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ICE Breakers


Book Of The MOMENT

All the characters have their flaws – what did you like and dislike about each? Were you able to find empathy with all of them?

This was a time of huge disempowerment of women. What does this novel tell us about being a woman at this time?

Iris is very determined that her role as Louis's model must be one of a business transaction so as not to ruin her reputation – do you think she achieves this, especially as her relationship with him develops?

Does this novel feel Dickensian to you?

As Iris’s world expands, she becomes imprisoned. What message is this conveying?

Every character has a physical defect – what do you think Macneal is trying to tell us?



Throughout the story, Mary Mackenzie remains positive and has an amazing ability to survive – how do you think she is able to do this and did you find her likeable?  Do you think Mary is a strong character?

Could you relate to the depths Mary’s friends and relatives outcast her from their community and took everything away from her?

Could you feel any empathy for Count Kurihama?

Did the book enlighten you about the wars from Japan’s point of view and the 1923 Tokyo earthquake?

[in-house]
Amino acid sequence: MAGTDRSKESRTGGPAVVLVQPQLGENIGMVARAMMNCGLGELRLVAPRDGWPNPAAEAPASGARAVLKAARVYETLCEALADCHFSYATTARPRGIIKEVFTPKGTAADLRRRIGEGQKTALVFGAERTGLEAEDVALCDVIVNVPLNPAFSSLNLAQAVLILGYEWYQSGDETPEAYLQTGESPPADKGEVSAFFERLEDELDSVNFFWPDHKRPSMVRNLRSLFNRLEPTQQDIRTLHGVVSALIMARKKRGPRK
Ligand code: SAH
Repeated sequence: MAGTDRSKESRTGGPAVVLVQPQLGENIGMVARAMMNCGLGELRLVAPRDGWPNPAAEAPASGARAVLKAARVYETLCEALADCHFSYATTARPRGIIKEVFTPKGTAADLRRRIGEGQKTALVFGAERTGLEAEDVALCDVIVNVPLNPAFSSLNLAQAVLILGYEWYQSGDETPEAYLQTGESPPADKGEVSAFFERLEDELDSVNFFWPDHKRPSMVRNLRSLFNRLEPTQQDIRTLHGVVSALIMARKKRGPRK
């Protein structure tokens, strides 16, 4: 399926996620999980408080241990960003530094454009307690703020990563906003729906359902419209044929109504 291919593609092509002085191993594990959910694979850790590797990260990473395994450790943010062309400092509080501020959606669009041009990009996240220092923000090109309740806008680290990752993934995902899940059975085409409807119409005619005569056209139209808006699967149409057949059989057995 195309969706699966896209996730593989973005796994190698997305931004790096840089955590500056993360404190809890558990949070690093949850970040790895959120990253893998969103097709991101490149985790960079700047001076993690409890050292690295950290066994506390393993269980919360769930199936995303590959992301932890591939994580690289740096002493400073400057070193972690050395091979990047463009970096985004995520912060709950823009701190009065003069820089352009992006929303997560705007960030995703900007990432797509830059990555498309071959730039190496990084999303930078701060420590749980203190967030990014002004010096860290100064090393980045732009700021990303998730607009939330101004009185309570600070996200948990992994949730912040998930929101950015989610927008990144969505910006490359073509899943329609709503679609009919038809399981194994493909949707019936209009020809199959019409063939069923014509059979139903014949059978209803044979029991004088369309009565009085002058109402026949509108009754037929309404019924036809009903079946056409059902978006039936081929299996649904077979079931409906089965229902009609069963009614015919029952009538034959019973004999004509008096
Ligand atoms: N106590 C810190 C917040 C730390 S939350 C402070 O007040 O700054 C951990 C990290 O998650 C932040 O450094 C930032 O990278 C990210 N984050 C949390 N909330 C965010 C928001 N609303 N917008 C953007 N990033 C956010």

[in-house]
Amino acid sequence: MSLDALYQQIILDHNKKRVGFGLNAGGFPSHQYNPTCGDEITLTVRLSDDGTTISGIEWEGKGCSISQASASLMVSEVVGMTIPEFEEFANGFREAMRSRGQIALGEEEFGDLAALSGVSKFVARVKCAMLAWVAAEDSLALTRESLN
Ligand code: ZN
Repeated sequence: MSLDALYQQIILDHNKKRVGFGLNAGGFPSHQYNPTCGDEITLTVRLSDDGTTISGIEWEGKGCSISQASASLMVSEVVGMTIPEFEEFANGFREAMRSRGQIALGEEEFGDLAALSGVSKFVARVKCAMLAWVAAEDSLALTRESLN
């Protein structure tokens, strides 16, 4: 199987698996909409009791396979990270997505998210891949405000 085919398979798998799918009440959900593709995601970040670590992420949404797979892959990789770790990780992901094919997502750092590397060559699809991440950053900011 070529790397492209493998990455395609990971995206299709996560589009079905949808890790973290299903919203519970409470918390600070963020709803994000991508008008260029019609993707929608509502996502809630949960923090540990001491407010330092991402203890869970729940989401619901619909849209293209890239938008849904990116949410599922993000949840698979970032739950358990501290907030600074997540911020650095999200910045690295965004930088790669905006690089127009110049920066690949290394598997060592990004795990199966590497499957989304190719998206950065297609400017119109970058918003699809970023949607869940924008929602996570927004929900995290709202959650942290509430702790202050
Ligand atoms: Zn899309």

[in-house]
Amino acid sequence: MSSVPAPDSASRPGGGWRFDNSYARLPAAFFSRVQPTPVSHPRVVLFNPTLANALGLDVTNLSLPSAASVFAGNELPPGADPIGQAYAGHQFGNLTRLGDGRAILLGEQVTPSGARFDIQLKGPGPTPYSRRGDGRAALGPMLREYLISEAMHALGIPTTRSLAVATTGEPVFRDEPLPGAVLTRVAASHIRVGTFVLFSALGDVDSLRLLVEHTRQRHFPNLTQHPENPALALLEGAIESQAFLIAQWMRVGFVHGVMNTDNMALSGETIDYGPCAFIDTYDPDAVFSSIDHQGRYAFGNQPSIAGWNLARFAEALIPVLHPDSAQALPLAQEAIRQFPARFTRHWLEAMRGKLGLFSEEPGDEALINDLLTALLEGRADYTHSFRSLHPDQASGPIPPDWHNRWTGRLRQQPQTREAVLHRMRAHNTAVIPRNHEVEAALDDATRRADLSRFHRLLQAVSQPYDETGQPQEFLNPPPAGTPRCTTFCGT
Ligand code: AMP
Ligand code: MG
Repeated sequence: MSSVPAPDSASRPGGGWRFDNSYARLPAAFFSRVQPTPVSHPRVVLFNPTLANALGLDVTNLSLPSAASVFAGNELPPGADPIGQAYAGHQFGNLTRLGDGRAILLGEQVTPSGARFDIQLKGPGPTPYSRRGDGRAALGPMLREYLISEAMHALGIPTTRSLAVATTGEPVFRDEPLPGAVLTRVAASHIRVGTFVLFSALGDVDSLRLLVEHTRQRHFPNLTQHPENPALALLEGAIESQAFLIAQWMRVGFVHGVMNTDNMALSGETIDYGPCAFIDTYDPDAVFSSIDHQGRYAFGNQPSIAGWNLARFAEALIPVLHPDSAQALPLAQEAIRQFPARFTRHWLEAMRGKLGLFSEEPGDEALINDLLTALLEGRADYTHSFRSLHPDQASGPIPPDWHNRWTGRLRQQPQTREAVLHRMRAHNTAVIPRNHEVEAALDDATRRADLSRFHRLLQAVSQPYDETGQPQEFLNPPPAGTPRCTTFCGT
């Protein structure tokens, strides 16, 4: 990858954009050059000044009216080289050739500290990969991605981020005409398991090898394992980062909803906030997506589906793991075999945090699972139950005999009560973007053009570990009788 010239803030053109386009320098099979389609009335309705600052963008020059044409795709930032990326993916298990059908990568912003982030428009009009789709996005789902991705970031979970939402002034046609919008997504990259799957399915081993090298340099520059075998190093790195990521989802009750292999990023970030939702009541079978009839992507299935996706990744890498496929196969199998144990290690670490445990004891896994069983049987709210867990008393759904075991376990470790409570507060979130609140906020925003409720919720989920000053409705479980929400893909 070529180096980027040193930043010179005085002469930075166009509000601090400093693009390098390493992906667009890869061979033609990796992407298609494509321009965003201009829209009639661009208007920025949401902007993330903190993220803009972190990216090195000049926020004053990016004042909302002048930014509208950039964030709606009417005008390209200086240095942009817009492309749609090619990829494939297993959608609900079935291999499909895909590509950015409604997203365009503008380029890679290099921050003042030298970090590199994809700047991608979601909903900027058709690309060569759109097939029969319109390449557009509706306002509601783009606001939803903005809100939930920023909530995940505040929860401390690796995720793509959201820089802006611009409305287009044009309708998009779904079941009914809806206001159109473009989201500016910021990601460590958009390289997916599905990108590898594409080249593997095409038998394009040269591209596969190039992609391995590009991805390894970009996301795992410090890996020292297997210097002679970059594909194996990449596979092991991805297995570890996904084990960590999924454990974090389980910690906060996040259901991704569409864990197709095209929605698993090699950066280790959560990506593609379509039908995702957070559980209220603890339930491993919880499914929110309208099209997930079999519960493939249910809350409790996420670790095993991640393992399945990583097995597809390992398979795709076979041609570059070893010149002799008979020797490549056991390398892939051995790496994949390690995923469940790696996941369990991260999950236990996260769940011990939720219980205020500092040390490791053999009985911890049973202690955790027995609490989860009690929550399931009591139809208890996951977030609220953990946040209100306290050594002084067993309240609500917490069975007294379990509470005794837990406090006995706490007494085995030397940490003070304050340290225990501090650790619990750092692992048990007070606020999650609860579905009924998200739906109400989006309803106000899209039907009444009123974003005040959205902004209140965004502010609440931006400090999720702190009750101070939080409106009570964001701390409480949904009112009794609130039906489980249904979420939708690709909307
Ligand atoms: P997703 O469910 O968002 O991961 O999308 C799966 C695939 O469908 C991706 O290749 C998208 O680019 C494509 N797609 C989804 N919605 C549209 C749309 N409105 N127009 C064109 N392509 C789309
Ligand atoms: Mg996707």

How did you find the style of writing as diary entries?

How far were you moved by the story’s ending?



Was this an 'alien read' for you and your book club and how did the author manage to capture your attention? 

'Hilarious', 'Wonderfully funny' quote the critics. Humour is a key driver, setting the pace and bringing the reader down to earth. What were your favourite episodes in the novel?

Is The Humans a book of two halves? Which half did you prefer and why?

Did you empathise with the alien? Do you ever feel 'alien'?

What other fictional characters does the abducted 'Andrew Martin' remind you of? (Eleanor in Eleanor Oliphant Is Completely Fine, Don from The Rosie Project or Never Let Me Go clones)

The novel is full of insights about us. How does this compare to other novels that you have read and other Haig titles (see The Midnight Library reviewed in the Den). 

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